Restaurant: Flight of fancy

Tired of minimalism? Caroline Stacey experiences an exotic antidote at Birdcage
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Indy Lifestyle Online
Twice in one week, I saw Michael von Hruschka and the settings couldn't have been more different. After a brief encounter with him in the flesh, he appeared on the TV. Hardly surprising to see a chef on telly, though this wasn't Ready Steady Cook but the Modern Times documentary Bare, about minimalism. Wearing the stiffest, starchiest whites, he was presenting Anouska Hempel with his latest soup, which she approvingly described as tasting like grass.

As executive chef of the I-Thai restaurant at London's Hempel hotel - the last word in white on white and shocking prices - von Hruschka pushed open the envelope of fusion cooking. Just over a month ago, since the programme was made, he left to open Birdcage. Here he has gone against the prevailing big-and-bare trend for restaurant design.

What else should we expect of somewhere sharing a name with the American remake of La Cage aux Folles? This tiny Fitzrovia restaurant houses the same species of cooking as I-Thai, but here the habitat is one of profusion, with one foot in the Bangkok and the other in Marrakesh, a rebellion against the architectural diktats of La Hempel.

Between a mirrored glass, winged dragon and a sculpture of a priapic figure, is a Moorish boudoir corner for cocktails and cigarettes (smoking isn't allowed at the tables, so both the couple of Samson shag rollers and the office party of Silk Cut smokers kept nipping over from their tables for inter-course nicotine). We had a deliciously frothy fresh orange juice here before moving to a table laid with golden bowls, a miniature pestle and mortar for grinding salt and pepper from tiny saucers, next to a miniature bell which may not be able to make itself heard above unlikely Motown tracks including Mary Wells's "My Guy".

The only thing that could be described as bare is one of the many large, garish oil paintings of nudes; every other surface is brightly painted and covered with artefacts - even the treads of the spiral staircase leading to the lavatories are painted mauve.

The menu is short: three choices for each course plus a couple of specials recited by a man in a khaki shirt - sober dress in surroundings where a sarong wouldn't look out of place. The menu comes pasted inside the flyleaf of a second-hand book. My book, appropriately, was a copy of British Nesting Birds. The wine list, well annotated, is a piece of slightly dog-eared origami inside a delicate wicker birdcage.

So far, so bizarre. But though the food is no less than an extraordinary miscellany of East and West, prices - pounds 15.50 for a two-course lunch, pounds 19.50 for three-course dinner - are sensible and you feel that von Hruschka's singular vision is born of real passion, not just fashion. So does the precision with which it is carried out. After a bowl of great breads including focaccia and crisp chilli-dusted parchment draped with a sprig of mint, we had a tiny, perfectly square case of light pastry containing the Thai equivalent of coleslaw. Thereafter, each dish was geometrically aligned, and each component had a depth and complexity of spicing that make it difficult to give an accurate inventory of the contents.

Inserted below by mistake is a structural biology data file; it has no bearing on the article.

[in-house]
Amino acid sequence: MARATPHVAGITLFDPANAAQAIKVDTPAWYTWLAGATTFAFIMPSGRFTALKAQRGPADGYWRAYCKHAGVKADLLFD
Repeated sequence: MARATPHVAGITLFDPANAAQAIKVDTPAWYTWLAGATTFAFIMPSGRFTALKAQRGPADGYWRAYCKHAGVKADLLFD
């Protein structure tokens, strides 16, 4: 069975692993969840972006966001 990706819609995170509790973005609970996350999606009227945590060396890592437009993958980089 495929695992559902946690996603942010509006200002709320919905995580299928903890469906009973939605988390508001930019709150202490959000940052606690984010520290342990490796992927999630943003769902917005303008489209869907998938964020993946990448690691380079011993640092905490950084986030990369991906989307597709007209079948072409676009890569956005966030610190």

Individually, the morsels didn't jar, but, then neither did they always cohere. Take my starter of Cajun fish patties (small and more porky than fishy) with a saucer of vodka creme fraiche and an accompanying pottery urn of south-east Asian beansprout salad. How are you supposed to eat these three together? I quickly messed up the minimalist tripartite composition by dropping a fish patty into the creme fraiche with a splat - from Mondrian to Pollock in one uneasy move. That's the risk when you eat Cajun with chopsticks (which came tied together with the skinniest ribbon of lime zest). These premises and the not-a-grain-of-rice-out-of-place arrangements of the dishes are a challenge for the cack-handed.

My friend's "Tom a lin plate" (we had to ask) featured the same salad- in-an-urn, slices of a very superior veggie spring roll, and another urn of sublime orange soup whizzed up to cappuccino frothiness but with a chilli-hot coconut and galangal taste. Though the underlying influence of it all was Thai, the preparation was far more refined.

When it came to the main course, she declined a spoonful of my unusually smooth Thai chicken curry with gingko nuts: she was halfway through fish steamed with cumin in a neat sandwich of banana leaves with pesto-flavoured rice. There's only so much a palate can register.

Tiramis seemed a prosaic choice for pudding, and my curry had come on a plate of pottery with swirls of brown and creams so that I felt as if I'd been eating off a fossilised coffee mousse, so it was the warm berries for us. This was hot and runny and cinnamony like a sweet fruit tea with bits in, with a sensational intense and compacted lime sorbet on the side.

It was a very sweaty chef in a black T shirt who came round at the end of the meal soliciting reassurance. We were able to give it, but were lost for words when it came to writing in the visitors' book.

Still, if minimalism is not your cup of tisane (here, flavoured coffee or herbal teas are included in the price of lunch or dinner, but we were relieved there was also plain and very good espresso), Birdcage is certainly a beguilingly eccentric antidote. The unusually skilful cooking, though it flies off in all directions, sometimes takes wing beautifully

Birdcage, 110 Whitfield Street, London W1 (0171-383 3346). Lunch and dinner Mon-Fri, dinner Sat. Lunch pounds 15.50 two courses, pounds 18.50 three courses, dinner pounds 19.50 three courses.

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